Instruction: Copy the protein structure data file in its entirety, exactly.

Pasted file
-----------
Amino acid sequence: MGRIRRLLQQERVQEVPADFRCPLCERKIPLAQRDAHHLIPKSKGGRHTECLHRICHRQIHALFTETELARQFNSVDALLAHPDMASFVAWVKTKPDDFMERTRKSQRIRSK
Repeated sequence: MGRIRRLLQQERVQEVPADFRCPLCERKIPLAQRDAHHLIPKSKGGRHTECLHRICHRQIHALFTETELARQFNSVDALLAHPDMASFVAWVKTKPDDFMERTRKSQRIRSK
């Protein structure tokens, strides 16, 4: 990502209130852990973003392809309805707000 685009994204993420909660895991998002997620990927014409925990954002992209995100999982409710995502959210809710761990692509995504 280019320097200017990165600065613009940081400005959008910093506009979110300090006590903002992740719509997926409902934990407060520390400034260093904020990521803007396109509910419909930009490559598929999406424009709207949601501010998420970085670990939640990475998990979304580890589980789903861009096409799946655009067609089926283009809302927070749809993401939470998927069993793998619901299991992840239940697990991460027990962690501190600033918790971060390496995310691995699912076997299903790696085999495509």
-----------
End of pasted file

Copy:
Amino acid sequence: MGRIRRLLQQERVQEVPADFRCPLCERKIPLAQRDAHHLIPKSKGGRHTECLHRICHRQIHALFTETELARQFNSVDALLAHPDMASFVAWVKTKPDDFMERTRKSQRIRSK
Repeated sequence: MGRIRRLLQQERVQEVPADFRCPLCERKIPLAQRDAHHLIPKSKGGRHTECLHRICHRQIHALFTETELARQFNSVDALLAHPDMASFVAWVKTKPDDFMERTRKSQRIRSK
């Protein structure tokens, strides 16, 4: 990502209130852990973003392809309805707000 685009994204993420909660895991998002997620990927014409925990954002992209995100999982409710995502959210809710761990692509995504 280019320097200017990165600065613009940081400005959008910093506009979110300090006590903002992740719509997926409902934990407060520390400034260093904020990521803007396109509910419909930009490559598929999406424009709207949601501010998420970085670990939640990475998990979304580890589980789903861009096409799946655009067609089926283009809302927070749809993401939470998927069993793998619901299991992840239940697990991460027990962690501190600033918790971060390496995310691995699912076997299903790696085999495509």